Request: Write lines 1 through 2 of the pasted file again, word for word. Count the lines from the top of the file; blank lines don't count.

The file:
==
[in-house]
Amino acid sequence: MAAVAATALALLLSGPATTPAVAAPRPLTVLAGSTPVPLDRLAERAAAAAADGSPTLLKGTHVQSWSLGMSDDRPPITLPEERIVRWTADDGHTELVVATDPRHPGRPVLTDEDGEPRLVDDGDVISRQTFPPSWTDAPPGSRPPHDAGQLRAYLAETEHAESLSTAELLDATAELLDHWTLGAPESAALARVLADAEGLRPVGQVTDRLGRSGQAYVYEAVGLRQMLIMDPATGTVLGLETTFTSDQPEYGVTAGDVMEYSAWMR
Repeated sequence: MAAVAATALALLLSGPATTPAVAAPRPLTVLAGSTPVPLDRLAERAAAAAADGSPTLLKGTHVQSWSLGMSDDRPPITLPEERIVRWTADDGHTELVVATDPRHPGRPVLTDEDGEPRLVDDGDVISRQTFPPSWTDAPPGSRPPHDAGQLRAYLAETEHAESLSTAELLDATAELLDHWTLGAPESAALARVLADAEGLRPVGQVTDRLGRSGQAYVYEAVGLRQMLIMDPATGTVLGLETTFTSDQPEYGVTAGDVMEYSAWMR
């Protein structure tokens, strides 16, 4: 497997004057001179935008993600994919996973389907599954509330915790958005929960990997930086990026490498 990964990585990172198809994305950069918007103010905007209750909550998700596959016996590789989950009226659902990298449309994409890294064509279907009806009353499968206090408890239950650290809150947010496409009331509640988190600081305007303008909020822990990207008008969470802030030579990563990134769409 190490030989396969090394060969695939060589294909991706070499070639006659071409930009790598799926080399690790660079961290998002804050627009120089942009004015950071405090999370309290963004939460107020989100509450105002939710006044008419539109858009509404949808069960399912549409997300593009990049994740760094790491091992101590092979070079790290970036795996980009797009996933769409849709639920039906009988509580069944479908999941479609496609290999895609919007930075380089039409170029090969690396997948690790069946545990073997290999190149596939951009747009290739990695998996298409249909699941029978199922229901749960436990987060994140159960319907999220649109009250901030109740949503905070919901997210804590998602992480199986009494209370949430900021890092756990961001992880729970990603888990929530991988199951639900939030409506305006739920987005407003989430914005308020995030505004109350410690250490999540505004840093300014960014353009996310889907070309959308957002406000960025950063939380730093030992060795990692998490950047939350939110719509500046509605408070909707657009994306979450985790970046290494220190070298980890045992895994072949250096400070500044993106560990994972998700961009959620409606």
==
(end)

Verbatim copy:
[in-house]
Amino acid sequence: MAAVAATALALLLSGPATTPAVAAPRPLTVLAGSTPVPLDRLAERAAAAAADGSPTLLKGTHVQSWSLGMSDDRPPITLPEERIVRWTADDGHTELVVATDPRHPGRPVLTDEDGEPRLVDDGDVISRQTFPPSWTDAPPGSRPPHDAGQLRAYLAETEHAESLSTAELLDATAELLDHWTLGAPESAALARVLADAEGLRPVGQVTDRLGRSGQAYVYEAVGLRQMLIMDPATGTVLGLETTFTSDQPEYGVTAGDVMEYSAWMR